Sunday, August 22, 2010

Extraterrestrial Full Moon Midnight Marathon

For my second full marathon, I wanted something unique and quirky. I got exactly that on the Extraterrestrial Highway in the Nevada desert. How could I go wrong with a description like this?

Running along the fringe of the mysterious Area 51, this stretch of highway (375) has an overwhelming number of reported UFO sightings. So much so, that in 1996 the federal government officially named highway 375 the "Extraterrestrial Highway". The ET Highway has become a gathering place for UFO enthusiasts and nature lovers alike. With elevations ranging from roughly 4000-5600 feet, the high desert will enchant you with gorgeous vegetation, surrounding mountains, and stunning vistas. An additional treat is the cooler temperatures. Rachel, NV is generally 15 degrees cooler than the Las Vegas Valley; coupled with a midnight run, temperatures should be in the 60's in August!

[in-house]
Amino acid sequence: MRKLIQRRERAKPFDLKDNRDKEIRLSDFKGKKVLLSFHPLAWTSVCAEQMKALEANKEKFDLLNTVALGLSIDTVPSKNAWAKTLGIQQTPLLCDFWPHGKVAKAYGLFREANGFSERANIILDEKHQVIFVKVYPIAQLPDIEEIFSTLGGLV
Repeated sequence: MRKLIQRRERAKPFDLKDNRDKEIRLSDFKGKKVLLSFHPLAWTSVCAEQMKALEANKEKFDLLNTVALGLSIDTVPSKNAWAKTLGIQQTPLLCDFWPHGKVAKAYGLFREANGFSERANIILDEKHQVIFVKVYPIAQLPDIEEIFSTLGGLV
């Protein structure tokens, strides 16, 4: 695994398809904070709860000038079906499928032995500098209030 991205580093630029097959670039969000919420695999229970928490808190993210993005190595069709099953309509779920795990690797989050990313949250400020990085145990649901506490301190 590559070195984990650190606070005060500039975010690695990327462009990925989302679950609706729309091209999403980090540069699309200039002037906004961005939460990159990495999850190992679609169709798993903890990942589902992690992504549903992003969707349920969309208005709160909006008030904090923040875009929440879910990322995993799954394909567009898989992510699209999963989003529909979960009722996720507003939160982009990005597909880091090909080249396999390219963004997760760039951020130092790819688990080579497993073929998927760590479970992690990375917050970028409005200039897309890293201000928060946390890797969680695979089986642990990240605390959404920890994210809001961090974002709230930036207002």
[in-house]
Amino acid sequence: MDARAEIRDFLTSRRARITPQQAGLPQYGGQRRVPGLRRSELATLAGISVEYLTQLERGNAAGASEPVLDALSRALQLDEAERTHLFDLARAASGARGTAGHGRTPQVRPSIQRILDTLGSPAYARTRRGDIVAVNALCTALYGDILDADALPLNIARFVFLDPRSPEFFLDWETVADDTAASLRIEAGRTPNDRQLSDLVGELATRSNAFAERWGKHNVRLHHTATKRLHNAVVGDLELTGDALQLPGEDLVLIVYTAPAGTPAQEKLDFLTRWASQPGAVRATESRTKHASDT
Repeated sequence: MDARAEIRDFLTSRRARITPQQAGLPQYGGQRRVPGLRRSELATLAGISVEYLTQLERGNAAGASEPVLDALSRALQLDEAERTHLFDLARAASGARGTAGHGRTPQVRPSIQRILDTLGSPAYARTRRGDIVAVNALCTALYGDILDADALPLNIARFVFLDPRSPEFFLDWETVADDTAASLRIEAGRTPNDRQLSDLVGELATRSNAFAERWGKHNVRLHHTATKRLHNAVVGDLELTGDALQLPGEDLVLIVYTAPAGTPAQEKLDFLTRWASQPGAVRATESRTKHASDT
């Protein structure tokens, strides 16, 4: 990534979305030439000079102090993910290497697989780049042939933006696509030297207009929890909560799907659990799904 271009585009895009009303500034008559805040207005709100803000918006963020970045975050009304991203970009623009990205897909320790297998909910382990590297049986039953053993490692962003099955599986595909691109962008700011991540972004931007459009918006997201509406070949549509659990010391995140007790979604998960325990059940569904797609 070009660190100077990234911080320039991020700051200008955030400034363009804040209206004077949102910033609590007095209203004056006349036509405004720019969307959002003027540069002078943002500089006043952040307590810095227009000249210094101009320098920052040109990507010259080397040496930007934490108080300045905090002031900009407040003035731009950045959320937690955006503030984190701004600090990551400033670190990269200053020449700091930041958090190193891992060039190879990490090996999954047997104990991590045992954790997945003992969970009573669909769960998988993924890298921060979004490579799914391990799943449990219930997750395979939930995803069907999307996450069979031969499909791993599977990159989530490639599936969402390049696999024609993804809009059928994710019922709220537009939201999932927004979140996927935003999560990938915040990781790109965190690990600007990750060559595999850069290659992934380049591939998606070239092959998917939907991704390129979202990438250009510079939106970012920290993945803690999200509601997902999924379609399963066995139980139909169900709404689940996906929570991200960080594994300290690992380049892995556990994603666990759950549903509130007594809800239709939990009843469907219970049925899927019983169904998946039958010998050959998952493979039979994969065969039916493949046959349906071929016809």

So here's my weekend schedule: fly into Las Vegas Saturday afternoon, jump on the bus to the start line in the evening, run the race at midnight, cross the finish line at the crack of dawn, jump back on the bus for the 2 and half our drive back to Sin City, and fly out Sunday afternoon. Busy itinerary, yes, but tis the life of the marathoner! With the exception of my flight being two hours delayed, everything went as planned.

When I arrived in Vegas, I was greeted by 100-plus degrees of fiery Fahrenheit hell. I'm from San Francisco, so I'm not used to this kind of boiling point heat. Thank God this was a midnight marathon! If I had to run in this heat, I probably would have melted into a puddle of Vietnamese GU.